Monogamy: Myth or just Mystical?

September 14, 2006 at 9:07 pm (Sex, Lies, and Videotape)

mo·nog·a·my:

  1. The practice or condition of having a single sexual partner during a period of time.
    1. The practice or condition of being married to only one person at a time.
    2. The practice of marrying only once in a lifetime.
  2. Zoology. The condition of having only one mate during a breeding season or during the breeding life of a pair.

Let me start off this sure to be blasphemous post by stating that I am, “happily” married. I put the happily in quotes, because, let’s face it….happiness is a transitory state.

Recall, part of my background is in sociology. Just a little break down, so you can see where I’m coming from. Sociologists look at the world as being culturally driven. A word I will throw around a lot is “socialized”. As a behavior analyst, I would have another term for it, but that is neither here nor there. Socialized simply means that, as a culture, we are predisposed to certain ideas and philosophies. At least, this is the theory.

That said, I often wonder just how far our sociological “brain-washing” has infiltrated us as individuals. One of my favorite topics to ponder is the idea of monogamy. Now, plenty of scientists, scholars and laymen will hypothesize as to the reason for monogamy. I think it’s best to start off by examining sex.

Clearly, sex is meant for procreation. Hopefully, everyone can embrace that as mostly fact. So, at some point in evolution, some genius was like “Whoa, this is fun. It feels great. Let’s do it all the time”. Enter the birth of sex as a hobby. Now, after the advent of psychotherapy and marriage counseling it has come to be known as “fact” that sex is “part of a healthy relationship”. So, now all of a sudden, if we aren’t having sex we aren’t healthy and damn sure can’t be happy. Wow! In such a short period of time sex went from a biological need to keep the species alive to a requirement. It’s no wonder so many people have such twisted views of sex. Let’s just go ahead and throw in pornography and we can really see why the world needs therapy. Young boys growing up thinking that what they see in their dad’s Playboy or some video they scammed off a friend is truly what life is about. How many films and shows place emphasis on men wanting, no, needing sex. What about women? Well, they are taught how to use their sexuality to control men. You have to be provocative enough to get them interested, but if you give away all the milk then they won’t be buying you, Cow.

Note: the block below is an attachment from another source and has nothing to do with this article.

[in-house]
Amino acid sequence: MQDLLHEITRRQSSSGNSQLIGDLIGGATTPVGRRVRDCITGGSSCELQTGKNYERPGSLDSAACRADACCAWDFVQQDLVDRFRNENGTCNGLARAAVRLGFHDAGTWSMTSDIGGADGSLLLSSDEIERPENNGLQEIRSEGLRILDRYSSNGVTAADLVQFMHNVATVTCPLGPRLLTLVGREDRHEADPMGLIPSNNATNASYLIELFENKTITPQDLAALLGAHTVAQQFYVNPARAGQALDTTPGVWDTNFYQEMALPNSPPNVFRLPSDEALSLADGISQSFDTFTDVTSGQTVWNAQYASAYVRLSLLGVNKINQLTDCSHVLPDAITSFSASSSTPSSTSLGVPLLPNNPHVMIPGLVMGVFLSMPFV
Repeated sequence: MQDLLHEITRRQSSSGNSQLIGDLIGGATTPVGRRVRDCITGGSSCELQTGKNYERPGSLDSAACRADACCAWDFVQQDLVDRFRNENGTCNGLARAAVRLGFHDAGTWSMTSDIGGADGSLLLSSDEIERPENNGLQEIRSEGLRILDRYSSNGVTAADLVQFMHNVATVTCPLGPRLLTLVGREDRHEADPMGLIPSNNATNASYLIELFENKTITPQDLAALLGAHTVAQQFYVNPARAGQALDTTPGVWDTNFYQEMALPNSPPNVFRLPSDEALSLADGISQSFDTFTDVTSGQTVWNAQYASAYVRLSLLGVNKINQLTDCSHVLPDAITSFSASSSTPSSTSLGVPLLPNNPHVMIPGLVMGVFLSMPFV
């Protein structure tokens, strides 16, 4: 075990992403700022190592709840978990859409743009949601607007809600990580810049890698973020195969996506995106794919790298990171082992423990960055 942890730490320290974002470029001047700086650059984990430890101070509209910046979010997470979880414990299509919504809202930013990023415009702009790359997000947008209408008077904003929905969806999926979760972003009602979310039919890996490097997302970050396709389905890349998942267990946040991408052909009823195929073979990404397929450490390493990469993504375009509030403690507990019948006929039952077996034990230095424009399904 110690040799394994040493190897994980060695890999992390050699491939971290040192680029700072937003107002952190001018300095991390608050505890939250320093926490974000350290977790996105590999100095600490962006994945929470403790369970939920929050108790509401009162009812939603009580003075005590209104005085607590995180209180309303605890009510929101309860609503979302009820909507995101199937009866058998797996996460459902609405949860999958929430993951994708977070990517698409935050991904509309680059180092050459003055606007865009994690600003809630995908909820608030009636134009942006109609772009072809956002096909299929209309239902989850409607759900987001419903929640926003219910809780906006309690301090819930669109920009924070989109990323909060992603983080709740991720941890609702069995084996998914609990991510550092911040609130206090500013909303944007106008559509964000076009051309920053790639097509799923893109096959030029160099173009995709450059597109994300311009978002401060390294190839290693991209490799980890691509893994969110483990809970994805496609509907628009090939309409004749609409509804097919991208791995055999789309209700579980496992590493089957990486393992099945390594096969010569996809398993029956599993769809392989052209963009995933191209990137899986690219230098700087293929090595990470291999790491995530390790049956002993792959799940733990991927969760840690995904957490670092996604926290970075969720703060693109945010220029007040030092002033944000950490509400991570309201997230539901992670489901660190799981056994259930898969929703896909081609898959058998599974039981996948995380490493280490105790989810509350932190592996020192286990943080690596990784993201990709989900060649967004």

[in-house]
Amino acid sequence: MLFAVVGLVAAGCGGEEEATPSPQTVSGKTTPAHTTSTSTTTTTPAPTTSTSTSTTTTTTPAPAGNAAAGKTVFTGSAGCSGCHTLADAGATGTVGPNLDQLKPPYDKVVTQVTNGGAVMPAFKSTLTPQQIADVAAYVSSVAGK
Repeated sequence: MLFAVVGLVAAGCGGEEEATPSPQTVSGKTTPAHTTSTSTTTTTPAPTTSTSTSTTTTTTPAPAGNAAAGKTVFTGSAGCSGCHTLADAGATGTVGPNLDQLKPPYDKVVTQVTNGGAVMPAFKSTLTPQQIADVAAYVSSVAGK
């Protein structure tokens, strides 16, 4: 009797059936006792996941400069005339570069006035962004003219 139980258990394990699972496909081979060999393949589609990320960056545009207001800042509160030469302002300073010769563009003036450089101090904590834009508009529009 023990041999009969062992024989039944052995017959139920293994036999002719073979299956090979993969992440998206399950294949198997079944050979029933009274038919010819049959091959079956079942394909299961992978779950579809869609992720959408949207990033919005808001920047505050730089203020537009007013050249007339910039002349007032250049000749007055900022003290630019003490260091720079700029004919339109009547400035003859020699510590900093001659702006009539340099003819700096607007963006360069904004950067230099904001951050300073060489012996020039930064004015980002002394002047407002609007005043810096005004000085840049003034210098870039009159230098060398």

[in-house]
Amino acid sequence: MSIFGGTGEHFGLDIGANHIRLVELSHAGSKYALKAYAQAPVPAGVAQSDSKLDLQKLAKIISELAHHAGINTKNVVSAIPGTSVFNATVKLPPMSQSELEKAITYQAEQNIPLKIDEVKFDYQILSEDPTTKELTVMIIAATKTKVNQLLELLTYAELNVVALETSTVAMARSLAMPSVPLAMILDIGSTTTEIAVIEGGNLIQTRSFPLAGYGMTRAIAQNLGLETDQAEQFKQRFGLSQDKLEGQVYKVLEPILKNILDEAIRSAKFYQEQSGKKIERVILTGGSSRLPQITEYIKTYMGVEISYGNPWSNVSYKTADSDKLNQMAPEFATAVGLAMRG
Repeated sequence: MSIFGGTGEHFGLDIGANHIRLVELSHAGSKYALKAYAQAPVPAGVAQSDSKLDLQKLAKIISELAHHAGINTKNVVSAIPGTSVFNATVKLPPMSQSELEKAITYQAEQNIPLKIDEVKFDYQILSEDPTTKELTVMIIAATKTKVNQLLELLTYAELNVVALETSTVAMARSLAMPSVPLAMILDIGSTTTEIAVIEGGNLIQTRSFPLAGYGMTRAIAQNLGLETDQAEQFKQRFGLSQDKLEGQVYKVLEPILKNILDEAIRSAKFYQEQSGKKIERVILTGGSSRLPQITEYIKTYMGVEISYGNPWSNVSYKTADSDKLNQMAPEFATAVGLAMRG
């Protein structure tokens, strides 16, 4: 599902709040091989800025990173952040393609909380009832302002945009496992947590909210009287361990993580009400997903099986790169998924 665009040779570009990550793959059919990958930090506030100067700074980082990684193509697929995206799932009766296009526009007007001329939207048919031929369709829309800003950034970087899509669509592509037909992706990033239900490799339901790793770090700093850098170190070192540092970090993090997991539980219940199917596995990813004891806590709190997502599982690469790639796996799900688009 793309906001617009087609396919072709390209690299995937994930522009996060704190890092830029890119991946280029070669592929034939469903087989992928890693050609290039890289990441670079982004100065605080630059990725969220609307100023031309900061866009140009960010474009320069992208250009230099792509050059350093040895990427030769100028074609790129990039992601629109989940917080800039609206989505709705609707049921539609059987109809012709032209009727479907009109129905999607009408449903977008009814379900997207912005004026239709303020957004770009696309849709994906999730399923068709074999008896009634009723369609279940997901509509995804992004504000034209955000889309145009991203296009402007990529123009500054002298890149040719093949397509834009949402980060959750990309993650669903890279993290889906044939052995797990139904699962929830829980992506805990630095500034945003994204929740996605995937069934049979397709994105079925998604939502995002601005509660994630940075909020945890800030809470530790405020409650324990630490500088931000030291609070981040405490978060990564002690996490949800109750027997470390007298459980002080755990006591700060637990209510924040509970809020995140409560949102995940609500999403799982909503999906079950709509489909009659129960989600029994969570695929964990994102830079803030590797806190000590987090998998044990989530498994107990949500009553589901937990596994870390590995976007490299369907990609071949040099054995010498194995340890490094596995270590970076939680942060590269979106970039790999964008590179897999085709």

So, now we have a bunch of horny people running around exploring their sexuality at will. We just can’t have that and have a healthy society. At some point, someone has to put on the brakes. Enter, monogamy. The idea that each man should only be with one woman. But, why? For starters, disease. People start getting sick and you need answers. Let’s start by limiting sexual partners. Tell people that first comes love, then comes marriage, then comes….lots of hot married love-making. Now, I would personally think the threat of genital warts would be enough of a reason to give monogamy a try, but there are a slew of other factors. It makes for a more stable family unit. It gives people a sense of security. It limits jealousy and other emotions that come from sharing intimacy with more than one person.